BARCELONA — The president of Catalonia insisted Monday that Sunday’s independence referendum, though marred by clashes and rejected by the Spanish government, had legitimately endorsed a separate state and that he would press ahead to make the vote binding.
Without specifying when, Carles Puigdemont, who heads all three branches of the Catalan government, said he would submit the result for approval to the regional Parliament.
That could lead to a unilateral declaration of independence and tip the country even deeper into crisis — already one of the worst since the start of Spain’s democracy in the 1970s.
Puigdemont called for international mediation to help resolve the crisis and for the European Union ‘‘to stop looking the other way.’’
Shortly after midnight Sunday, the Catalan government announced that 90 percent of almost 2.3 million voters had cast ballots in favor of independence. But a consensus on the vote, even among Catalans, was by no means assured, despite Puigdemont’s stated determination.
The referendum’s tallies could not be independently verified; the voting registers used were based on a census whose validity is contested; and, most important, Spain’s constitutional court had ordered that the referendum be suspended.
Rafael Catalá, Spain’s justice minister, warned Monday morning that the central government in Madrid was prepared to use its emergency powers to prevent a unilateral declaration of independence.
Under Spanish law, the government could suspend Puigdemont from office, and take full administrative control of Catalonia.
“If somebody tries to declare the independence of part of the territory — something that cannot be done — we will have to do everything possible to apply the law,” Catalá said on national television Monday.
Most polling stations stayed open Sunday, he said, “because the security forces decided that it wasn’t worth using force because of the consequences that it could have.”
In fact, hundreds of Catalans were injured as Spanish police forces moved in to block the vote.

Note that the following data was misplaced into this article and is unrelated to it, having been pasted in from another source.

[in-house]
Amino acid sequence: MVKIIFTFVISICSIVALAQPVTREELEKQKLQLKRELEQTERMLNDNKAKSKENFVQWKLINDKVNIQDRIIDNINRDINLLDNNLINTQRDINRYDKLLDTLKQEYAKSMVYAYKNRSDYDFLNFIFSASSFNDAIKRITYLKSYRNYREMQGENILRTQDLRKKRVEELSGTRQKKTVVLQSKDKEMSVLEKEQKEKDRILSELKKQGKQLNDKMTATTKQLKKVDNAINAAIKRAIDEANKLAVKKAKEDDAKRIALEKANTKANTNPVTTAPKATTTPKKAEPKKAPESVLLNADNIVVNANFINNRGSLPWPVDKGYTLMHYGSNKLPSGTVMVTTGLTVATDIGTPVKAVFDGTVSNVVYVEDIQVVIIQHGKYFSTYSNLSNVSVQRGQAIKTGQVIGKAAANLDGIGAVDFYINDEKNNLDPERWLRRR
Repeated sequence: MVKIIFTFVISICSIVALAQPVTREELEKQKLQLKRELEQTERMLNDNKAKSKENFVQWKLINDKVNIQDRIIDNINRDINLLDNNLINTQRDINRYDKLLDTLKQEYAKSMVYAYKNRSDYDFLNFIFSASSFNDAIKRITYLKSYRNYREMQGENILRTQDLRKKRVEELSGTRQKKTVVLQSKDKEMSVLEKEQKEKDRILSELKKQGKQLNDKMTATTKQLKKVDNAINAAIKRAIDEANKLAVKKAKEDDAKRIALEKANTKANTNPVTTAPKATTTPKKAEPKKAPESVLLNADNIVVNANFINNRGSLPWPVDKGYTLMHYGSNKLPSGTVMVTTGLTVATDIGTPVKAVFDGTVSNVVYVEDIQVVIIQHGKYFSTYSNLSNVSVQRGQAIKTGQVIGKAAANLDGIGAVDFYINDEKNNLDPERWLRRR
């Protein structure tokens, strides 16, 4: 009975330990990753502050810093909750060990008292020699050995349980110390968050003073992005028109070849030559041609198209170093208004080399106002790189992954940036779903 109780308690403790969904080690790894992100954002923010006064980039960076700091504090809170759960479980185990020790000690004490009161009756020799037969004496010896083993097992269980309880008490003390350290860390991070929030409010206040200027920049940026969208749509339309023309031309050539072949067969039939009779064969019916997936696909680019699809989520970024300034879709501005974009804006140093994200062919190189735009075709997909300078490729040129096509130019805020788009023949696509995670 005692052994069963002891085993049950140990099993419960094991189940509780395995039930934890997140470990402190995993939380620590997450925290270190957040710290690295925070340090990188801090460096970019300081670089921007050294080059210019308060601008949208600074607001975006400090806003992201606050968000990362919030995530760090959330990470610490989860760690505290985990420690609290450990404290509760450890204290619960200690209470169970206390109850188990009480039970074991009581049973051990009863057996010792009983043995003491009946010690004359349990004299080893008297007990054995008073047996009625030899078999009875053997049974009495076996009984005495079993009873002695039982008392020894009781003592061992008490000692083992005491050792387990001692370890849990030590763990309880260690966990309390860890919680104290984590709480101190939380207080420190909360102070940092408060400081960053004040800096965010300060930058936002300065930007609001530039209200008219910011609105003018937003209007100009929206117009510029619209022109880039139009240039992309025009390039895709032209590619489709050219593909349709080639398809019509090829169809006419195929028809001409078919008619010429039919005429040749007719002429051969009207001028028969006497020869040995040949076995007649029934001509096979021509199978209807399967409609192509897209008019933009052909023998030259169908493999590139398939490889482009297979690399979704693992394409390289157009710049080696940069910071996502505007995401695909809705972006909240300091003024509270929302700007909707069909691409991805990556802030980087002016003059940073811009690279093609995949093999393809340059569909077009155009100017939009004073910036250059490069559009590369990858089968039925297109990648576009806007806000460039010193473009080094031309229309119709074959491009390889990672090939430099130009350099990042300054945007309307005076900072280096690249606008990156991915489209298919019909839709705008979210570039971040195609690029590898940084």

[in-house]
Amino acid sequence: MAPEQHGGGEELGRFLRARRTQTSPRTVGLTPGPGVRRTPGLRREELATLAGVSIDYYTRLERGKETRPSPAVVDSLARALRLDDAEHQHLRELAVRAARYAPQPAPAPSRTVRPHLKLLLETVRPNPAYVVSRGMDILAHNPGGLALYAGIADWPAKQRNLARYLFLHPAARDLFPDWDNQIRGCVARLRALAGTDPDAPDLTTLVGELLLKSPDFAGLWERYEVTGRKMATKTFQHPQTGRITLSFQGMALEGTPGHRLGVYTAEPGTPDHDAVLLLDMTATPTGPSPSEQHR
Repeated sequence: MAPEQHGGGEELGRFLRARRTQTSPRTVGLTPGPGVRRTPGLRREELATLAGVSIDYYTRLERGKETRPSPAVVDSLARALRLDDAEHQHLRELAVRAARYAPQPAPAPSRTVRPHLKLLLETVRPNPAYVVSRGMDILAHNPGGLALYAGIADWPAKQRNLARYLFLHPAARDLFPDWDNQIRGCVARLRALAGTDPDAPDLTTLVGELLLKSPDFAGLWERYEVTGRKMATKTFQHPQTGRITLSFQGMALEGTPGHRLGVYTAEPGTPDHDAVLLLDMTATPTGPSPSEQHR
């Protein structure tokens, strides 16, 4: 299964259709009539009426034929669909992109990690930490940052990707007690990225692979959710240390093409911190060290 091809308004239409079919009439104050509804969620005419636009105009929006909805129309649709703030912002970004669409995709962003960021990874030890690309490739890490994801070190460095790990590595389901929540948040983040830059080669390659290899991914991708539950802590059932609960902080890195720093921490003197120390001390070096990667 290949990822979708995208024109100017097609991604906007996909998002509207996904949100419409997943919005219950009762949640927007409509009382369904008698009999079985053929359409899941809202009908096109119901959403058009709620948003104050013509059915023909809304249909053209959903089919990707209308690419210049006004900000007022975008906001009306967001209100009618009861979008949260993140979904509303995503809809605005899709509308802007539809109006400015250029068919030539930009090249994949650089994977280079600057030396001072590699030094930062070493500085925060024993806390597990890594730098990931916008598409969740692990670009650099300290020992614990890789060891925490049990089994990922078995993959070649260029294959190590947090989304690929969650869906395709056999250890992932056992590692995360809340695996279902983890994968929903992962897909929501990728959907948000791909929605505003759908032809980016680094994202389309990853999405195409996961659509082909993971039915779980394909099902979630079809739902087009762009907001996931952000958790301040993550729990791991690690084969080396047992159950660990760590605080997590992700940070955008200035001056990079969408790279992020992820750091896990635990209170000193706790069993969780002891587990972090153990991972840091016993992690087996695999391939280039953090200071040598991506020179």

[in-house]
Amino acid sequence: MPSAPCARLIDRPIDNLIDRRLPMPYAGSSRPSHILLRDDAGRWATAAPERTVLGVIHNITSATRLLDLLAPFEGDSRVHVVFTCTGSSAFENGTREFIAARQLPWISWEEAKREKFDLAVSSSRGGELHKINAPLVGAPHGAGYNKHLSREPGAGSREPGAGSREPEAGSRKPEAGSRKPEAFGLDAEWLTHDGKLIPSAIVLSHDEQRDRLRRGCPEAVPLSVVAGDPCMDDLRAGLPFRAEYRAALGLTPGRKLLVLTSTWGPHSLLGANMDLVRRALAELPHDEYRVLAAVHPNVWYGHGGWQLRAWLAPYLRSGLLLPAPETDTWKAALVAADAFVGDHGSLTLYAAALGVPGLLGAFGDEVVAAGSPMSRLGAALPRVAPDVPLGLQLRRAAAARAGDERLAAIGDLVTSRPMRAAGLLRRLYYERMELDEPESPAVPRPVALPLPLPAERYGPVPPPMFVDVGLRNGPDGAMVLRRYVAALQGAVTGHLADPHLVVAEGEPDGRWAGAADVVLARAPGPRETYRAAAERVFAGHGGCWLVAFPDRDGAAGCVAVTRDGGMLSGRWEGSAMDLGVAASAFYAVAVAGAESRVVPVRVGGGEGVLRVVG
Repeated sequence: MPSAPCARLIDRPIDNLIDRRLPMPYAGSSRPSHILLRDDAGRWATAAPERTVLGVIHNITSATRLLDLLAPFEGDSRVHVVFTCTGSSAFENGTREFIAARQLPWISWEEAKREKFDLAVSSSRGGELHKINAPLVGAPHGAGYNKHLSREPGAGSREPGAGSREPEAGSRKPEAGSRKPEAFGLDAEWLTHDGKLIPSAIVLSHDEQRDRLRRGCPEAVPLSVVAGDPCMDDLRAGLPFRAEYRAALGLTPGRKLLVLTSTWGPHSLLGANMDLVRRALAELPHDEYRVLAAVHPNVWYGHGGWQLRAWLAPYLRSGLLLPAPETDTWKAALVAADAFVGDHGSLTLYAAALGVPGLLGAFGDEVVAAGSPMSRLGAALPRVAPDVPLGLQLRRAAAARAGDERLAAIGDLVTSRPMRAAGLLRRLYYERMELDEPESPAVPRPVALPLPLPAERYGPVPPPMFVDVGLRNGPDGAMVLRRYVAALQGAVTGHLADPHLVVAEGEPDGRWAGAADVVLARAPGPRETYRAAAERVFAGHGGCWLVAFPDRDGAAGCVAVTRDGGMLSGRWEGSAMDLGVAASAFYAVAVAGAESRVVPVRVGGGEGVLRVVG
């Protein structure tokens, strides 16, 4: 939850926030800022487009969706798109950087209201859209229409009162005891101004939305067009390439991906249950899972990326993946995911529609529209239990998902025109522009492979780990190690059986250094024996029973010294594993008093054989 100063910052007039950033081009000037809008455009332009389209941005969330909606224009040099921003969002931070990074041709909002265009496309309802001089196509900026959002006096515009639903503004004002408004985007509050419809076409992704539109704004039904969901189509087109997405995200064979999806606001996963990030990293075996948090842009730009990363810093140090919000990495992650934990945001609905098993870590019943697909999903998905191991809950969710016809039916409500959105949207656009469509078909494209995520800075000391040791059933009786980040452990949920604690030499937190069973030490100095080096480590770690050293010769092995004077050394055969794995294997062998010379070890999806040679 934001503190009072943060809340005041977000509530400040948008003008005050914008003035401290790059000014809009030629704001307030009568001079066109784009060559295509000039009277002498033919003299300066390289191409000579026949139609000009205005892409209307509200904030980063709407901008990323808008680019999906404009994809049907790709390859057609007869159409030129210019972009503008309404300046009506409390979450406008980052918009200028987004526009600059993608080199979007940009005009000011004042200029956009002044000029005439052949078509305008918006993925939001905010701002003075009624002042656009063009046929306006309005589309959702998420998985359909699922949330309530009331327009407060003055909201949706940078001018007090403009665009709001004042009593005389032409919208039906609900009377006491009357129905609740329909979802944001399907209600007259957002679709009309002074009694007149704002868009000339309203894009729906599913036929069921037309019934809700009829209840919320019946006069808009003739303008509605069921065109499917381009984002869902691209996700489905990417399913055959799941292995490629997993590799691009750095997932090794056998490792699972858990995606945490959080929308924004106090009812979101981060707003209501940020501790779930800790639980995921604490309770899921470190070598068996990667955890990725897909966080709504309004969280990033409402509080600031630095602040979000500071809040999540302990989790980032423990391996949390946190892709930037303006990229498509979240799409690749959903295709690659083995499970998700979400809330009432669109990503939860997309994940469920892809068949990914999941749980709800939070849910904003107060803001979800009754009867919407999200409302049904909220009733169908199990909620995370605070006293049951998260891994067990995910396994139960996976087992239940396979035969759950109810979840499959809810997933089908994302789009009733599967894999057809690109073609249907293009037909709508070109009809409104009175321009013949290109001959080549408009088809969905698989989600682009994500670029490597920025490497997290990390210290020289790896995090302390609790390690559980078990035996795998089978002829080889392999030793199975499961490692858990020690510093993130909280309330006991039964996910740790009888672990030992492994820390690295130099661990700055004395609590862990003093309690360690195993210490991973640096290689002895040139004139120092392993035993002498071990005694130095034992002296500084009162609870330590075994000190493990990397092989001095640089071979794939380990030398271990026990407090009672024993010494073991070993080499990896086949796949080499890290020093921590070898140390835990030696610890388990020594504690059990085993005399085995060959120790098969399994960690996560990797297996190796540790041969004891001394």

Puigdemont also called on the European Commission, the executive arm of the European Union, to “encourage international mediation,” though it has made clear that it considers the dispute internal to Spain.
Catalan separatists face several major hurdles to having the vote recognized as legitimate, in Spain and abroad, though for them, simply holding the referendum amounted to a victory of sorts.
If nothing else, it has helped shift the debate from the issue of independence — which has split Catalans, and for which there had not been majority backing — to the more basic question of whether Catalans have a right to decide on statehood.
In the short term, the police crackdown on the independence movement could help Catalan separatists, who are part of a fragile coalition in the regional government, broaden their support.
On Sunday, Ada Colau, the influential leftist mayor of Barcelona who has been ambivalent about independence, called on Prime Minister Mariano Rajoy to resign, describing his decision to bring in police officers from around the country as an act of cowardice.
Ernest Urtasun, a leftist Catalan politician, said on Spanish television Monday that “today, Catalan society isn’t discussing whether the result is valid or not, but is in a state of shock about how the voting took place.”
Puigdemont called on Madrid to remove its police forces, which Catalans criticized as having overreacted on Sunday, and said that he would open an investigation into their actions.
The United Nations high commissioner for human rights, Zeid Ra’ad al-Hussein, issued a statement Monday saying he was “very disturbed” by the violence. “I urge the Spanish authorities to ensure thorough, independent, and impartial investigations into all acts of violence,” he said.
Juan Ignacio Zoido, the Spanish interior minister, acknowledged Monday that Catalonia had witnessed “a very sad day,” but he defended the Spanish police and blamed separatist leaders. He said they had pushed Catalans “to the brink of a precipice” by encouraging them to vote in an illegal referendum.
Zoido said the police had intervened only to withdraw election-related equipment, but had been confronted by major obstacles, including voters forming a human chain to stop police officers from leaving polling stations.
“The resistance was passive in some cases, but also active in others,” he told the Spanish broadcaster Antena 3. The clashes, he said, mostly started after police officers were stranded inside polling stations.
The police used rubber bullets, he said, “to avoid something even worse.”